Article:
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Secondary Metabolism and Development Is Mediated by LlmF Control of VeA Subcellular Localization in Aspergillus nidulans

  • Jonathan M. Palmer,

    Affiliation Department of Medical Microbiology and Immunology, University of Wisconsin–Madison, Madison, Wisconsin, United States of America

  • Jeffrey M. Theisen,

    Affiliation Department of Medical Microbiology and Immunology, University of Wisconsin–Madison, Madison, Wisconsin, United States of America

  • Rocio M. Duran,

    Affiliation Department of Biological Sciences, Northern Illinois University, DeKalb, Illinois, United States of America

  • W. Scott Grayburn,

    Affiliation Department of Biological Sciences, Northern Illinois University, DeKalb, Illinois, United States of America

  • Ana M. Calvo,

    Affiliation Department of Biological Sciences, Northern Illinois University, DeKalb, Illinois, United States of America

  • Nancy P. Keller

    Affiliations Department of Medical Microbiology and Immunology, University of Wisconsin–Madison, Madison, Wisconsin, United States of America, Bacteriology Department, University of Wisconsin–Madison, Madison, Wisconsin, United States of America

Secondary Metabolism and Development Is Mediated by LlmF Control of VeA Subcellular Localization in Aspergillus nidulans

  • Jonathan M. Palmer, 
  • Jeffrey M. Theisen, 
  • Rocio M. Duran, 
  • W. Scott Grayburn, 
  • Ana M. Calvo, 
  • Nancy P. Keller


Secondary metabolism and development are linked in Aspergillus through the conserved regulatory velvet complex composed of VeA, VelB, and LaeA. The founding member of the velvet complex, VeA, shuttles between the cytoplasm and nucleus in response to alterations in light. Here we describe a new interaction partner of VeA identified through a reverse genetics screen looking for LaeA-like methyltransferases in Aspergillus nidulans. One of the putative LaeA-like methyltransferases identified, LlmF, is a negative regulator of sterigmatocystin production and sexual development. LlmF interacts directly with VeA and the repressive function of LlmF is mediated by influencing the localization of VeA, as over-expression of llmF decreases the nuclear to cytoplasmic ratio of VeA while deletion of llmF results in an increased nuclear accumulation of VeA. We show that the methyltransferase domain of LlmF is required for function; however, LlmF does not directly methylate VeA in vitro. This study identifies a new interaction partner for VeA and highlights the importance of cellular compartmentalization of VeA for regulation of development and secondary metabolism.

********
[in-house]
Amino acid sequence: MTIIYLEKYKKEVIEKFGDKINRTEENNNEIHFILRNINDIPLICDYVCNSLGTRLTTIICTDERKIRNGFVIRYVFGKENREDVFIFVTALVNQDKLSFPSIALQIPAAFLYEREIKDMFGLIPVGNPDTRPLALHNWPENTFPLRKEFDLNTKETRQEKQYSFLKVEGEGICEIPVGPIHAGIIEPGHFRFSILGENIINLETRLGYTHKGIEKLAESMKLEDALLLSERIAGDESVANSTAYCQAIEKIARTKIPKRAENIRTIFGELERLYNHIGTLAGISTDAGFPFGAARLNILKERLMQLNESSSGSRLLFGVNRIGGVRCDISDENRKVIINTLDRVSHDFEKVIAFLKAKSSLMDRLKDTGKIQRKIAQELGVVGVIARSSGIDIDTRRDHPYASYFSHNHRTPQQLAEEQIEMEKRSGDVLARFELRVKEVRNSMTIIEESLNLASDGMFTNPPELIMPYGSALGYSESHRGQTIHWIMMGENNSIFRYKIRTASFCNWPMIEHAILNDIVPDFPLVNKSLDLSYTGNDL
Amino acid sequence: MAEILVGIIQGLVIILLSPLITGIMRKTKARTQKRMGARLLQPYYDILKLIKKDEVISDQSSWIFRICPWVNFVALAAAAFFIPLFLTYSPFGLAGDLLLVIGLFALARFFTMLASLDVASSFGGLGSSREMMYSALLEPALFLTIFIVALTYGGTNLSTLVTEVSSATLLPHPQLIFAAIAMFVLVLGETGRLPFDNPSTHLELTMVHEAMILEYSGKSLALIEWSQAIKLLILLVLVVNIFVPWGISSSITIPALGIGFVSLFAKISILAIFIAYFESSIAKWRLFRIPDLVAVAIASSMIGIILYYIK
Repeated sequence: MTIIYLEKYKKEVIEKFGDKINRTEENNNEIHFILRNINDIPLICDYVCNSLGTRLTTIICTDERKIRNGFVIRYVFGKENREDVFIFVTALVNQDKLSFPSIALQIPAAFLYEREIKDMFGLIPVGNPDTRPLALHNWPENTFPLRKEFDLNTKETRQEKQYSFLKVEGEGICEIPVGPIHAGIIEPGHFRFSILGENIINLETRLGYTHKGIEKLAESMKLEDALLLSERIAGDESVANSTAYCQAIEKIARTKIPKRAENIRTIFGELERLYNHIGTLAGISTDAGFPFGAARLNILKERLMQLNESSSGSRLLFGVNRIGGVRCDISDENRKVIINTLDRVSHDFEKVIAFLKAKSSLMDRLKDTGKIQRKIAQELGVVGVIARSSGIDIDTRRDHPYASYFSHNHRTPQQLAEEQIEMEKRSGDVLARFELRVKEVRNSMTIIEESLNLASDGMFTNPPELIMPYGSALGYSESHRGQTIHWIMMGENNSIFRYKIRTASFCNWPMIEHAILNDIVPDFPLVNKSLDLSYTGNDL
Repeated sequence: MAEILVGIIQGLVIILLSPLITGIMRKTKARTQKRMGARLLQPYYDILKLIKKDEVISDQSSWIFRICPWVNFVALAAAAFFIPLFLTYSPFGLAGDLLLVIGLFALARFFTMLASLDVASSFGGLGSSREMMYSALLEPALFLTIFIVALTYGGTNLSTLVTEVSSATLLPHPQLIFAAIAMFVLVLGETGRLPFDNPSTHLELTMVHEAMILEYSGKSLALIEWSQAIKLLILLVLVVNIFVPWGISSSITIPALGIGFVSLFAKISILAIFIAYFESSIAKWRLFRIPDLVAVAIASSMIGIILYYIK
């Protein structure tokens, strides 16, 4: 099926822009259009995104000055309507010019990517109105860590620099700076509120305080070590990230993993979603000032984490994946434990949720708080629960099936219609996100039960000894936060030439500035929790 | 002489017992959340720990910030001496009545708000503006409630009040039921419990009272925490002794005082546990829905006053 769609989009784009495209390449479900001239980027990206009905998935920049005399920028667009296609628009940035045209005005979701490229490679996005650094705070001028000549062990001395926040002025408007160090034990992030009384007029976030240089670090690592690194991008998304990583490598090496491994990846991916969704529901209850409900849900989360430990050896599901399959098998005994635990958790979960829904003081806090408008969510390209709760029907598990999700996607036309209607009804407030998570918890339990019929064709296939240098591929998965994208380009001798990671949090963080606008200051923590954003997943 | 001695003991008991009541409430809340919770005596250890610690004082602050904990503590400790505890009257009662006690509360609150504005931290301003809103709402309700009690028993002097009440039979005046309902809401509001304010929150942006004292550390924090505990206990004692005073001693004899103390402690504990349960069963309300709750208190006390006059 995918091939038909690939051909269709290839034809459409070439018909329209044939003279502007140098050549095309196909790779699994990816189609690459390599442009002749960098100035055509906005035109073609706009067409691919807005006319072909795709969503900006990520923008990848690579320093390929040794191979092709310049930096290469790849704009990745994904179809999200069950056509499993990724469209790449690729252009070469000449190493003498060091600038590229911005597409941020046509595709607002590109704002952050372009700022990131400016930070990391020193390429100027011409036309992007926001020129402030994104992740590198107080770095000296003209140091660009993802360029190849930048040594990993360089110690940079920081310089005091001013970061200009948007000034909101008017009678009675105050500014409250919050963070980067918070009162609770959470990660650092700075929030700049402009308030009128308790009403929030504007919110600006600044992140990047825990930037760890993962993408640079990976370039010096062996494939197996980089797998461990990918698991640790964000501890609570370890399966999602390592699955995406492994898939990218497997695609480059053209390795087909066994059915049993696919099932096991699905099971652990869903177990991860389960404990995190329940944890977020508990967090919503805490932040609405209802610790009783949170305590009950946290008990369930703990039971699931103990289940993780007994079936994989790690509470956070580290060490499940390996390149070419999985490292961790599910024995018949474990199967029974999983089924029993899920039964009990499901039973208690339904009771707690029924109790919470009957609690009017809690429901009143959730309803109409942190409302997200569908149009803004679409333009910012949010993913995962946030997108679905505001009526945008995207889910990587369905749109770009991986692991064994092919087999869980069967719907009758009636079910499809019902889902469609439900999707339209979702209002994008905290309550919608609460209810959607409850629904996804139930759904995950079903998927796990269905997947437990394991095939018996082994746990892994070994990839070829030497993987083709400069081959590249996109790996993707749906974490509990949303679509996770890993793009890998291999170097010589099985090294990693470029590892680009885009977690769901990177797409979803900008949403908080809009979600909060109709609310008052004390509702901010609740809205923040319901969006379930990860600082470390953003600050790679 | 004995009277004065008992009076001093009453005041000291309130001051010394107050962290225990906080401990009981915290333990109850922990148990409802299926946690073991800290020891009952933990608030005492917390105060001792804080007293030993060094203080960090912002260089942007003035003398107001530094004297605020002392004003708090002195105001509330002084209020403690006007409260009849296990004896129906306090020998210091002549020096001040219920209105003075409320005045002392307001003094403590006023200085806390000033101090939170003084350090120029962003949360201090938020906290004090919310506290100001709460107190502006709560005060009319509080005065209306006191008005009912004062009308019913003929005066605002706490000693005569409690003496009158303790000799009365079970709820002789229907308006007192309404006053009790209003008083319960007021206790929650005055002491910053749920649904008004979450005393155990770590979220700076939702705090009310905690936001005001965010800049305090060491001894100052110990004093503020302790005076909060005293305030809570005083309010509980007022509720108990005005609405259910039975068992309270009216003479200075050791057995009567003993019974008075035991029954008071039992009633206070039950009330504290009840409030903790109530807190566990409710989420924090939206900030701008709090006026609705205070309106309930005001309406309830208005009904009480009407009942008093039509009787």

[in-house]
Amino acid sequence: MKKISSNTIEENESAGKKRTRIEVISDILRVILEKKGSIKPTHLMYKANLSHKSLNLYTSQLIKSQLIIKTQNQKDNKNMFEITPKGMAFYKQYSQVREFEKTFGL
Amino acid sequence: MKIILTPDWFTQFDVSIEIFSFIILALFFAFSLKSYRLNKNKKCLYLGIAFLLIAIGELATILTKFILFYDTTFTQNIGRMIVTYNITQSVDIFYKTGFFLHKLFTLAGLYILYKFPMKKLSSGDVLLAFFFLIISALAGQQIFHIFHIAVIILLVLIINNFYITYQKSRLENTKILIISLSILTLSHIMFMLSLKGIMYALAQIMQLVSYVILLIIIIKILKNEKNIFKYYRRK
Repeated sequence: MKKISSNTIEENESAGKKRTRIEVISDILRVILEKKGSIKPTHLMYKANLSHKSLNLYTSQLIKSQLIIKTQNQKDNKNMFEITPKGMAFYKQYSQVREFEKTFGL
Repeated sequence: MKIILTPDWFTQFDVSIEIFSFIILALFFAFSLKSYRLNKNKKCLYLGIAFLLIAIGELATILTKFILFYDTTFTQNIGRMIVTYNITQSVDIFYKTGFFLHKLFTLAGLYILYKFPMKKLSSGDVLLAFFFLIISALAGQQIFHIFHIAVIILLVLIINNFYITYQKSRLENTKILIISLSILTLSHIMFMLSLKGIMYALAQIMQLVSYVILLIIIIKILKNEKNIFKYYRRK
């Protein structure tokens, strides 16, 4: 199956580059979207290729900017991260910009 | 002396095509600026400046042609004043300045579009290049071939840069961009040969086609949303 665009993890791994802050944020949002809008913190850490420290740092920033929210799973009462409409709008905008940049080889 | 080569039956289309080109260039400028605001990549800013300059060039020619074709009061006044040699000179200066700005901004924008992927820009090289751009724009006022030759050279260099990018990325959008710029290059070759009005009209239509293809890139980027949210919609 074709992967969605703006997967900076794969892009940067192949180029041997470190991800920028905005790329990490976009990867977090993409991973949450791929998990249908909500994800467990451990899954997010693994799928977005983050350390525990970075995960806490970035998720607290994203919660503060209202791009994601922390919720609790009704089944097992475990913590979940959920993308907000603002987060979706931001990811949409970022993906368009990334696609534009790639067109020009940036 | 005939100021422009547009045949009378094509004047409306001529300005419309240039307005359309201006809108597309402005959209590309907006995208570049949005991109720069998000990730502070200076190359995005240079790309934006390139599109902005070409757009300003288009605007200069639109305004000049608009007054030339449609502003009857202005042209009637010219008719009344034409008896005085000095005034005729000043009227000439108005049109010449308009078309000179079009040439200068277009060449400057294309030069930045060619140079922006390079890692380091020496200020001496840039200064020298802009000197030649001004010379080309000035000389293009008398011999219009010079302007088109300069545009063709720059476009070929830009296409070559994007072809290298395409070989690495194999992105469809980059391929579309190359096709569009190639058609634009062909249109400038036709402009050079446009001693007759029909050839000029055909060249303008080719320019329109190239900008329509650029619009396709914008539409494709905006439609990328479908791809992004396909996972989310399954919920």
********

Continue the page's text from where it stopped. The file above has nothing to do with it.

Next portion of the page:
Author Summary

In recent years there has been increased interest in bioactive small molecules produced by filamentous fungi. Members of the genus Aspergillus are prolific producers of natural products such as penicillin, the cholesterol lowering drug lovastatin, in addition to several toxins, the most famous being aflatoxin. The genetic regulation of fungal natural products is coupled with developmental differentiation through a conserved protein complex termed the velvet complex. The founding member of the complex, velvet (VeA), is a light-regulated protein that shuttles between the cytoplasm and nucleus in response to illumination. Once in the nucleus, VeA interacts with the putative methyltransferase LaeA to positively regulate production of secondary metabolites and with VelB to induce sexual development. We have identified a new interaction partner of VeA that has sequence homology to LaeA. The putative LaeA-like methyltransferase LlmF controls the subcellular localization of VeA in response to light, thereby regulating the downstream outputs of secondary metabolism and development. While the mechanism of the velvet complex remains an enigma, our data suggest that manipulation of protein subcellular localization is an approach that can be used to control production of secondary metabolites.


Small bioactive secondary metabolites are molecules that have great importance to humankind and can be broadly characterized by their impact on human health. Members of the filamentous fungal genus Aspergillus are prolific producers of secondary metabolites, both useful (penicillin, lovastatin) and detrimental (aflatoxin, sterigmatocystin, gliotoxin), therefore they are excellent organisms to study the genetic regulation of secondary metabolism.

Genes responsible for the production of secondary metabolites are often clustered on chromosomes, vaguely reminiscent of bacterial operons, and these gene clusters are co-regulated [1]. Relatively recently a global regulator of secondary metabolism, LaeA, was described in the Aspergilli [2]. LaeA has since been shown to be part of the velvet complex, composed of LaeA, VeA, VelB, that couples secondary metabolism with developmental processes including asexual and sexual development [3]. Moreover, LaeA has been found to direct formation of a second velvet-like complex composed of VelB and VosA [4]. Both complexes function to orchestrate secondary metabolism with developmental differentiation in a light dependent fashion [3][5].